Strays: A problem that won’t go away

National 4 minutes, 33 seconds

BELAIT

A QUICK survey of public opinion on stray dogs in Brunei leaves a polarising mix of emotions, with not many solutions tabled and even less action taken in assuming responsibility.

Belait is no stranger to the problem of strays. Last week, a group of homeowners from Kg Pandan approached The Brunei Times to express their concern over the presence of strays – many of which appeared sickly – camped out on their porches or below their houses.

“The strays have not acted out aggressively, but they are very persistent in visiting our homes,” said a homeowner who asked not to be named.

Another pointed out that their homes, under the National Housing Scheme, were designed with the bottom floor vacant and without traditional fencing, allowing strays to roam around unhindered.

“There is really nothing in place to prevent them from coming onto our property. We fear using aggressive tactics against them, as we cannot predict how they may retaliate against us,” she said.

The mother of three, who is contemplating calling the enforcement's hotline, was especially concerned that her children together with their neighbours who enjoy playing outside on weekends, are coming into close contact with the strays.

In March, the Kuala Belait and Seria Municipal Board issued a circular reiterating that dog licences were mandatory and needed to be renewed annually.

This was in response to complaints about dog menace causing inconvenience in the district.

Various conditions, including the requirement of dogs to be leashed when outside their owner's residence, were also mentioned. All dogs found to be without a licensed badge, could be “impounded or destroyed” by the state.

With many taking to social media to debate the circular, Chairman of Kuala Belait and Seria Municipal Board Hj Ali Matyassin clarified that the circular was not punitively aimed at culling strays, but served to reiterate provisions already existing under the country's Dog's Act, last revised in 2012.

“The dog licence, which has to be renewed annually for dogs to be kept as pets is not new. It has been in place for several years already as specified under the Dog’s Act,” he said.

All dogs above three months old require a licence which can be obtained from the Municipal Department in Kuala Belait. The process is simple, quick and owners would be given a special tag which their dogs would need to wear, he said.

The chairman has yet to outlay a specific plan to deal with strays, but encouraged the public affected by the problem to call the board's enforcement hotline at 3330780.

Ada Ang, co-founder of local NGO Care and Action for Strays (CAS), said the proliferation of stray animals can be narrowed down to irresponsible ownership and uncontrolled breeding.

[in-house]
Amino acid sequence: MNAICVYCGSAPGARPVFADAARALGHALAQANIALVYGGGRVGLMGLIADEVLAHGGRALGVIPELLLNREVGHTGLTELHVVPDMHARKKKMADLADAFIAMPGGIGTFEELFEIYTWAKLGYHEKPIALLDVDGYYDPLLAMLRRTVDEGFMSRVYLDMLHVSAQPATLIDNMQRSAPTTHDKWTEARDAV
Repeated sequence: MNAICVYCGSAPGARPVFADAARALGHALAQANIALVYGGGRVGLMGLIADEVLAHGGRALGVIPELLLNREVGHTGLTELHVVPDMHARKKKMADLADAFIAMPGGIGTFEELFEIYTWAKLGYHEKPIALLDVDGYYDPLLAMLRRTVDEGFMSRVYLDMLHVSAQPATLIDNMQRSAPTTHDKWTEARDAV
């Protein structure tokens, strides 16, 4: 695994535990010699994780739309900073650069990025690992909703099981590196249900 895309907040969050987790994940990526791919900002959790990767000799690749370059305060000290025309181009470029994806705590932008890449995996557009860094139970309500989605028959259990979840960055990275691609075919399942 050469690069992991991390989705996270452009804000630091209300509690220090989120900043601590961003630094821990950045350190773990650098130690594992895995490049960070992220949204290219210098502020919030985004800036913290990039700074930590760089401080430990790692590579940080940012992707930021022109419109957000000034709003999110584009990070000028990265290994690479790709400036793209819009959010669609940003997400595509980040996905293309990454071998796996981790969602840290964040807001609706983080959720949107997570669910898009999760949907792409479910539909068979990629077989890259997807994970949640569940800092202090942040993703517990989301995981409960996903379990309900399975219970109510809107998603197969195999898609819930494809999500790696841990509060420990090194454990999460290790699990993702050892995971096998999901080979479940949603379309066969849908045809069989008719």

“Stray animals, like dogs and cats, are not naturally found in the urban environment we live in. What has caused the problem of strays to spiral out of control, is people taking in animals as pets, letting them breed, and then simply abandoning them,” she said.

Additionally owners who let their unneutered pets roam freely also contribute to the cause.

“On top of this, if you have improper waste disposal, then you will have a full blown problem of strays on your hands,” she said.

Ada observed that prior to the modernisation of the Sg Akar land fill, at least a hundred strays frequented the area. After the site was converted into a transfer station and its operations upgraded to manage waste in an “integrated” fashion, the presence of strays dissipated.

She said a true, lasting solution to reducing the stray population requires a combination of immediate remedial action, backed up by legislation and enforcement from the government, with society also assuming responsibility.

“Pet ownership is not something that should be taken lightly. As practised in many developed countries, it should be strictly regulated, with incentives offered to owners who spay their pets, and for those rearing with the intention of breeding to be subjected to costly licences,” she said.

Knee-jerk responses, like calls for widespread culling have proved inefficient in other countries.

“Culling does not address the root source of strays, as it doesn't consider the environmental causes that lead to a stray population. It doesn't punish those who have abandoned animals indiscriminately either, or allowed them to breed unchecked with no intention of keeping them as pets.”

The spaying of strays as a remedial measure can have lasting effect in reducing their population, if backed by legislation and enforcement on pet ownership, owners who assume responsibility and proper waste disposal.

Ada, individually and later with CAS, has led Brunei's only Trap, Neuter and Release project for a decade but insufficient funds and manpower have limited its wide scale application.

“To spay one stray dog is a timely and costly process. We build trust first through repeated feeding over many weeks, capture them, then bring them to be neutered,” she said.

Over the past decade, Ada has led the neutering of at least 1,000 strays across this period, during which the cost of neutering a dog at private clinics has remained arround $180.

CAS, which is privately funded, has been in talks with government authorities over running a mobile spaying clinic, which could dramatically raise the number of strays neutered in a day.

Ada who remains hopeful over the collaboration with the government said: “It will take some time (talks with authorities). But it is a cause CAS is passionate about, and something we view as worth fighting for.”

The Brunei Times